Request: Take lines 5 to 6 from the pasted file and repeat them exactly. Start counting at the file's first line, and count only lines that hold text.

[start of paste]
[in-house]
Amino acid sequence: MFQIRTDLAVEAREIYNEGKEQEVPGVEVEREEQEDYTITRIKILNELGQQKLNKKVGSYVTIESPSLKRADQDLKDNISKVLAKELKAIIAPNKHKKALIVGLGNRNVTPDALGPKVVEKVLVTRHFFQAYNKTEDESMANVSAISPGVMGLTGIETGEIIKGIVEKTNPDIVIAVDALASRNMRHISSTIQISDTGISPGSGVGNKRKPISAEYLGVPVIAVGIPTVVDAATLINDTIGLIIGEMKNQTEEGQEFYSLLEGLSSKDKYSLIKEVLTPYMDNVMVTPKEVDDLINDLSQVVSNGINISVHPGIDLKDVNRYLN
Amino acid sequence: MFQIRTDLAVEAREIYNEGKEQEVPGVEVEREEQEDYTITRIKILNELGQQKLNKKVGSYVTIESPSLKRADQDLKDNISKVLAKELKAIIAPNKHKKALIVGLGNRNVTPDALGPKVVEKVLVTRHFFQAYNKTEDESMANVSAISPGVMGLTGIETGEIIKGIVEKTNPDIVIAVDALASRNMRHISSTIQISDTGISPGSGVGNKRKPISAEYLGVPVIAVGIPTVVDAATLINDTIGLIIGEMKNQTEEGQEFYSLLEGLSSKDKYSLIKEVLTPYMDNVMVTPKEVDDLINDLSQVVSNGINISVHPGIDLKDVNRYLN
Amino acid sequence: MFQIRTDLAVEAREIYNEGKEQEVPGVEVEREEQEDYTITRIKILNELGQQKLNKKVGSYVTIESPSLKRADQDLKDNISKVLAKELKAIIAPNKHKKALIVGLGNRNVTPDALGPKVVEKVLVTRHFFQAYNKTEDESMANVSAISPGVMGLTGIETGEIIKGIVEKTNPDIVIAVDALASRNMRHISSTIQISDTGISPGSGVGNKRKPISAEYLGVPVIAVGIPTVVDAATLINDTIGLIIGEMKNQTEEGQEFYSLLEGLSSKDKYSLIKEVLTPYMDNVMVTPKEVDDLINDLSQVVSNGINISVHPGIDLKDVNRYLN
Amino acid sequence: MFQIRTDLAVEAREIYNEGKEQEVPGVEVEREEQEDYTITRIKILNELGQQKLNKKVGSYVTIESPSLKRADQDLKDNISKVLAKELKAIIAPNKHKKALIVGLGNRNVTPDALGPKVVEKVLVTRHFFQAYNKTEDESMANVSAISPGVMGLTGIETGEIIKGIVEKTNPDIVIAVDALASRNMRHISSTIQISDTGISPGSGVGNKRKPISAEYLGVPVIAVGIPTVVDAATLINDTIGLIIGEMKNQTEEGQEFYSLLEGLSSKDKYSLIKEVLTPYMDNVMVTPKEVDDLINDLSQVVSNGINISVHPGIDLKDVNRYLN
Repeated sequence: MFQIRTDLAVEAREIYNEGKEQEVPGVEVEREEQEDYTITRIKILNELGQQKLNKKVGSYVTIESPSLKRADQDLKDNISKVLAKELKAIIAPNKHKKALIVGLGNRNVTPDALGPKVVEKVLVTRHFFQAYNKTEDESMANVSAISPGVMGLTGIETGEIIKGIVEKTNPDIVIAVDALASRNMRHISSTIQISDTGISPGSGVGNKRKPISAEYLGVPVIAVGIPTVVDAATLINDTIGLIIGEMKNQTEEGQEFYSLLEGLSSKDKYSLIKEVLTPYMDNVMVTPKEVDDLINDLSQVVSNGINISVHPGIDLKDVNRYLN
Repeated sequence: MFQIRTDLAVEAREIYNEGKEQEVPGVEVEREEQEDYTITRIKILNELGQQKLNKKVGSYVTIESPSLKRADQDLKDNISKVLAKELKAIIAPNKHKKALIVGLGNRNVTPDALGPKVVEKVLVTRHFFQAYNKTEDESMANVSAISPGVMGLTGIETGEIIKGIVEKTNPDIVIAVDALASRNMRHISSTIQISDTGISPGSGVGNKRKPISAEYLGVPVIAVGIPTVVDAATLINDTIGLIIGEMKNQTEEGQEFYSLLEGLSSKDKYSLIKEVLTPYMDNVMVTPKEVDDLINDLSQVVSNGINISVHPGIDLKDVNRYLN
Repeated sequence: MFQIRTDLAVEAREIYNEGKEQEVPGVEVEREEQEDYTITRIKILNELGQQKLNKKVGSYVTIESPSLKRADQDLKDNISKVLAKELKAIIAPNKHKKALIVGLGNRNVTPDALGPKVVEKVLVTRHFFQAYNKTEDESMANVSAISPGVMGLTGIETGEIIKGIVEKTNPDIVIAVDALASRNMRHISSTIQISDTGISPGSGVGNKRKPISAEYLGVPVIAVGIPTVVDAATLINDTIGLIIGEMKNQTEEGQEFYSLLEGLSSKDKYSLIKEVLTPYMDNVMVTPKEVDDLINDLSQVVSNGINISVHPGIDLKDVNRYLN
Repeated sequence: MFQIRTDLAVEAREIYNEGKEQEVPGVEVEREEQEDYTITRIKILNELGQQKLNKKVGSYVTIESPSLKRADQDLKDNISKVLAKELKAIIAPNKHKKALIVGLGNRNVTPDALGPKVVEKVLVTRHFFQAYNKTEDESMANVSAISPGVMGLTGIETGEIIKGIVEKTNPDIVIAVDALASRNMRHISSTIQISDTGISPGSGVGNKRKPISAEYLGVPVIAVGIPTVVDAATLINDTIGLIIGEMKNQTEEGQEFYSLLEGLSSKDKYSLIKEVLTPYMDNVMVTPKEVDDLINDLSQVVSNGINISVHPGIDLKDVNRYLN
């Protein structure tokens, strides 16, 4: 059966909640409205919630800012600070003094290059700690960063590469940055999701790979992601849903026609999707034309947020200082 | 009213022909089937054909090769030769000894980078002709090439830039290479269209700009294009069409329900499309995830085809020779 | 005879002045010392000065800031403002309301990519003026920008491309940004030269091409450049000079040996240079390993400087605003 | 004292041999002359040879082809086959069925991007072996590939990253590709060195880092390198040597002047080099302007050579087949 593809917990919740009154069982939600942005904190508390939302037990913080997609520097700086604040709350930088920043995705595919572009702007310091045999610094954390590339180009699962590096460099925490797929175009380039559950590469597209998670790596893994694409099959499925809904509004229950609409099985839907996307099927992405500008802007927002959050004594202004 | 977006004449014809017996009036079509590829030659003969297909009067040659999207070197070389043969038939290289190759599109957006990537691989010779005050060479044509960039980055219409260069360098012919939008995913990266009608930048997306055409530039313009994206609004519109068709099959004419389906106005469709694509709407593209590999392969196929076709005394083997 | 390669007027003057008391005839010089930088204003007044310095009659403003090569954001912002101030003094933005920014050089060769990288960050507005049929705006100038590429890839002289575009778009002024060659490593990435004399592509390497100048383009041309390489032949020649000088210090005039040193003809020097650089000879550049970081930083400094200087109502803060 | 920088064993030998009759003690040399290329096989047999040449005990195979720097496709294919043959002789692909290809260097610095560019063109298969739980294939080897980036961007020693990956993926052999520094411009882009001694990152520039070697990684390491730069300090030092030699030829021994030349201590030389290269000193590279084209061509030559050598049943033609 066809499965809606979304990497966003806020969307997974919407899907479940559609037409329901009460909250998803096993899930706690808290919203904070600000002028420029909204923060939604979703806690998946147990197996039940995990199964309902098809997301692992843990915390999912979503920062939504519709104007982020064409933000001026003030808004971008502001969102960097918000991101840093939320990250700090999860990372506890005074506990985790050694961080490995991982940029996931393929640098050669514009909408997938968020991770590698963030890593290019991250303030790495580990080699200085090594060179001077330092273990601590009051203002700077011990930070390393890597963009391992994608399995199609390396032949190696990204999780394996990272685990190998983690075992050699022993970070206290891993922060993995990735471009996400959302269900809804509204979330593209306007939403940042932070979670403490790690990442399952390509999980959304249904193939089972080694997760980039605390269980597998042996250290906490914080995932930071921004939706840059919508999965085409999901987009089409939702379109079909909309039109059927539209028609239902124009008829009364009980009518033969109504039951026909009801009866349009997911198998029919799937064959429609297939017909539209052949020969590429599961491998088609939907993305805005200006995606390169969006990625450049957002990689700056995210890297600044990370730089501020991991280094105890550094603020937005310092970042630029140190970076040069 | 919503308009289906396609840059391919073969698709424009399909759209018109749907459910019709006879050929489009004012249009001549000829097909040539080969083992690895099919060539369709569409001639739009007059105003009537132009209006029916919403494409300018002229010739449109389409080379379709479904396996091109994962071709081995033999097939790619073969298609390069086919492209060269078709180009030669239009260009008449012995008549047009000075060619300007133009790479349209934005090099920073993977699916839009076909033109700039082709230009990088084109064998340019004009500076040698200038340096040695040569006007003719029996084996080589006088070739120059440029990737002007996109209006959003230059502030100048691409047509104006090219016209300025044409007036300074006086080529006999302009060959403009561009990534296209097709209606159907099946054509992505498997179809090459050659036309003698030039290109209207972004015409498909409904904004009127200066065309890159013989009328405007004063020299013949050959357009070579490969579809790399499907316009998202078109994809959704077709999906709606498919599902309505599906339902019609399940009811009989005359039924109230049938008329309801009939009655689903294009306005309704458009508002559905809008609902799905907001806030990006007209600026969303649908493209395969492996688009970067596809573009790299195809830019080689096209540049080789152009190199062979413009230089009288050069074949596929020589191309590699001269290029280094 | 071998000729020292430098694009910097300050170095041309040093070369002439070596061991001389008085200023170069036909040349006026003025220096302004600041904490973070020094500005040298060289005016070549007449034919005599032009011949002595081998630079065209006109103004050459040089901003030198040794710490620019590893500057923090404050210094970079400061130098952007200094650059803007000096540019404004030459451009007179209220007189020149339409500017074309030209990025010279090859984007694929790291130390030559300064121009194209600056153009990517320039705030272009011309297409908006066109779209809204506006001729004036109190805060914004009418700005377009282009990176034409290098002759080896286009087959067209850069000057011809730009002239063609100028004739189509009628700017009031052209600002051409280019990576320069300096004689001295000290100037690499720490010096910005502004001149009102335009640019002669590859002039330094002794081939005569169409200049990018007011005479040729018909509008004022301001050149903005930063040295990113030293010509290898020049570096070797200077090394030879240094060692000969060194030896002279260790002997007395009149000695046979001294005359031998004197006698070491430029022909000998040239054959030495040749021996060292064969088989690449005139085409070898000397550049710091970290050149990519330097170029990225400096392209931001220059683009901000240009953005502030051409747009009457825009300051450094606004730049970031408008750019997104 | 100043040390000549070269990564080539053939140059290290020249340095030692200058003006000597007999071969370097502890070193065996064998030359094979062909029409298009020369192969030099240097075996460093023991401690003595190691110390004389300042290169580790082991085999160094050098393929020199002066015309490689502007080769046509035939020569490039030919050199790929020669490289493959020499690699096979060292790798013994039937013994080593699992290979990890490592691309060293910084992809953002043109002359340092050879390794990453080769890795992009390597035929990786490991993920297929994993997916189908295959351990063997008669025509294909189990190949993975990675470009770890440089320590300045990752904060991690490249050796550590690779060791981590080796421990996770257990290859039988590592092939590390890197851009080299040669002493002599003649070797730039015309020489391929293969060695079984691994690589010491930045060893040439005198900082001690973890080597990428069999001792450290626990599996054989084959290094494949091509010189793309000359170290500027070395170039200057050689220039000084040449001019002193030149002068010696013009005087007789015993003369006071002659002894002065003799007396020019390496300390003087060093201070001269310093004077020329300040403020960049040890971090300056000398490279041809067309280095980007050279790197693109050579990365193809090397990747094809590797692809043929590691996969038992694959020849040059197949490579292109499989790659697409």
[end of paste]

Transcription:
Amino acid sequence: MFQIRTDLAVEAREIYNEGKEQEVPGVEVEREEQEDYTITRIKILNELGQQKLNKKVGSYVTIESPSLKRADQDLKDNISKVLAKELKAIIAPNKHKKALIVGLGNRNVTPDALGPKVVEKVLVTRHFFQAYNKTEDESMANVSAISPGVMGLTGIETGEIIKGIVEKTNPDIVIAVDALASRNMRHISSTIQISDTGISPGSGVGNKRKPISAEYLGVPVIAVGIPTVVDAATLINDTIGLIIGEMKNQTEEGQEFYSLLEGLSSKDKYSLIKEVLTPYMDNVMVTPKEVDDLINDLSQVVSNGINISVHPGIDLKDVNRYLN
Repeated sequence: MFQIRTDLAVEAREIYNEGKEQEVPGVEVEREEQEDYTITRIKILNELGQQKLNKKVGSYVTIESPSLKRADQDLKDNISKVLAKELKAIIAPNKHKKALIVGLGNRNVTPDALGPKVVEKVLVTRHFFQAYNKTEDESMANVSAISPGVMGLTGIETGEIIKGIVEKTNPDIVIAVDALASRNMRHISSTIQISDTGISPGSGVGNKRKPISAEYLGVPVIAVGIPTVVDAATLINDTIGLIIGEMKNQTEEGQEFYSLLEGLSSKDKYSLIKEVLTPYMDNVMVTPKEVDDLINDLSQVVSNGINISVHPGIDLKDVNRYLN